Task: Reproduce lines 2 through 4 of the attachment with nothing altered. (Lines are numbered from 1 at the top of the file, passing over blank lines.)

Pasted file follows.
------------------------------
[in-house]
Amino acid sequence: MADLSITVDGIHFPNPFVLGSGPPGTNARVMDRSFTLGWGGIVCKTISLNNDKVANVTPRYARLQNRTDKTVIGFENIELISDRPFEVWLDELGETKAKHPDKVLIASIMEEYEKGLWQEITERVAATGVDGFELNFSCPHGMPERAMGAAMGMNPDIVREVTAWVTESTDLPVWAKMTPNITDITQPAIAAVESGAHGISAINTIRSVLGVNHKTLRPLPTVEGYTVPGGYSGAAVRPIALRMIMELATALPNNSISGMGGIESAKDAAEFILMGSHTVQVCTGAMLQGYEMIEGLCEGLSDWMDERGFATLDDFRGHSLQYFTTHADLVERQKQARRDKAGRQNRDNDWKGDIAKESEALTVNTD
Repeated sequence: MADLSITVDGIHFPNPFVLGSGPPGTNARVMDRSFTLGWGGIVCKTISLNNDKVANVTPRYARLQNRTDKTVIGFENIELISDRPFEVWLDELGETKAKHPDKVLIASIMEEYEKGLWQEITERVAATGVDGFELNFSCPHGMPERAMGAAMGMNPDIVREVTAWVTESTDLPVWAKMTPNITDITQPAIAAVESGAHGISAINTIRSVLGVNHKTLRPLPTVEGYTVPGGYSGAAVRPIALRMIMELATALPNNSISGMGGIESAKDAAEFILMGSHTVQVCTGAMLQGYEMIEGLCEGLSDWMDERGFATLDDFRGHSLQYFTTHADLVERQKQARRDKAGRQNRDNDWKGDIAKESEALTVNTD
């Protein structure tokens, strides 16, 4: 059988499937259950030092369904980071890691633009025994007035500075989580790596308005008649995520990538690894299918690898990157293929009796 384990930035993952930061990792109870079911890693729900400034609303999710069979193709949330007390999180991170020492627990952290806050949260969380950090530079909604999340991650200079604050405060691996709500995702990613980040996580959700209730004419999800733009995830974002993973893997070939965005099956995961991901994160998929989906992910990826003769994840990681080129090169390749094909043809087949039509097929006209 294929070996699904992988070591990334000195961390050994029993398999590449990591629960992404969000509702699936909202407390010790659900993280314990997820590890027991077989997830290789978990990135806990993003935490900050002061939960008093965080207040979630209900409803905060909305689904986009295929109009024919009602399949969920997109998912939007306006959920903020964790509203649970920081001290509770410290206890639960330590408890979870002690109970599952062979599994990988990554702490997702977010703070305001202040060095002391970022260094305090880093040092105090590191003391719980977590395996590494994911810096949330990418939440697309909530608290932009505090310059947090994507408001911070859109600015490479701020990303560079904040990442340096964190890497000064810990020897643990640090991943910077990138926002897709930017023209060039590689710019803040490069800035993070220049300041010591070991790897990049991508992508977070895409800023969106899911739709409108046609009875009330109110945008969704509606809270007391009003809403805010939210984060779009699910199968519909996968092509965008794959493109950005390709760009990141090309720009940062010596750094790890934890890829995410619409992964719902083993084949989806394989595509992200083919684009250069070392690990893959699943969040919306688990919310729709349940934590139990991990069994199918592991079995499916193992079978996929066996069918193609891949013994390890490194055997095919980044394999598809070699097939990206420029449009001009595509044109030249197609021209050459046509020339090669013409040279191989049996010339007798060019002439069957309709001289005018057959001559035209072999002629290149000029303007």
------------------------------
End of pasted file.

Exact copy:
Amino acid sequence: MADLSITVDGIHFPNPFVLGSGPPGTNARVMDRSFTLGWGGIVCKTISLNNDKVANVTPRYARLQNRTDKTVIGFENIELISDRPFEVWLDELGETKAKHPDKVLIASIMEEYEKGLWQEITERVAATGVDGFELNFSCPHGMPERAMGAAMGMNPDIVREVTAWVTESTDLPVWAKMTPNITDITQPAIAAVESGAHGISAINTIRSVLGVNHKTLRPLPTVEGYTVPGGYSGAAVRPIALRMIMELATALPNNSISGMGGIESAKDAAEFILMGSHTVQVCTGAMLQGYEMIEGLCEGLSDWMDERGFATLDDFRGHSLQYFTTHADLVERQKQARRDKAGRQNRDNDWKGDIAKESEALTVNTD
Repeated sequence: MADLSITVDGIHFPNPFVLGSGPPGTNARVMDRSFTLGWGGIVCKTISLNNDKVANVTPRYARLQNRTDKTVIGFENIELISDRPFEVWLDELGETKAKHPDKVLIASIMEEYEKGLWQEITERVAATGVDGFELNFSCPHGMPERAMGAAMGMNPDIVREVTAWVTESTDLPVWAKMTPNITDITQPAIAAVESGAHGISAINTIRSVLGVNHKTLRPLPTVEGYTVPGGYSGAAVRPIALRMIMELATALPNNSISGMGGIESAKDAAEFILMGSHTVQVCTGAMLQGYEMIEGLCEGLSDWMDERGFATLDDFRGHSLQYFTTHADLVERQKQARRDKAGRQNRDNDWKGDIAKESEALTVNTD
């Protein structure tokens, strides 16, 4: 059988499937259950030092369904980071890691633009025994007035500075989580790596308005008649995520990538690894299918690898990157293929009796 384990930035993952930061990792109870079911890693729900400034609303999710069979193709949330007390999180991170020492627990952290806050949260969380950090530079909604999340991650200079604050405060691996709500995702990613980040996580959700209730004419999800733009995830974002993973893997070939965005099956995961991901994160998929989906992910990826003769994840990681080129090169390749094909043809087949039509097929006209 294929070996699904992988070591990334000195961390050994029993398999590449990591629960992404969000509702699936909202407390010790659900993280314990997820590890027991077989997830290789978990990135806990993003935490900050002061939960008093965080207040979630209900409803905060909305689904986009295929109009024919009602399949969920997109998912939007306006959920903020964790509203649970920081001290509770410290206890639960330590408890979870002690109970599952062979599994990988990554702490997702977010703070305001202040060095002391970022260094305090880093040092105090590191003391719980977590395996590494994911810096949330990418939440697309909530608290932009505090310059947090994507408001911070859109600015490479701020990303560079904040990442340096964190890497000064810990020897643990640090991943910077990138926002897709930017023209060039590689710019803040490069800035993070220049300041010591070991790897990049991508992508977070895409800023969106899911739709409108046609009875009330109110945008969704509606809270007391009003809403805010939210984060779009699910199968519909996968092509965008794959493109950005390709760009990141090309720009940062010596750094790890934890890829995410619409992964719902083993084949989806394989595509992200083919684009250069070392690990893959699943969040919306688990919310729709349940934590139990991990069994199918592991079995499916193992079978996929066996069918193609891949013994390890490194055997095919980044394999598809070699097939990206420029449009001009595509044109030249197609021209050459046509020339090669013409040279191989049996010339007798060019002439069957309709001289005018057959001559035209072999002629290149000029303007």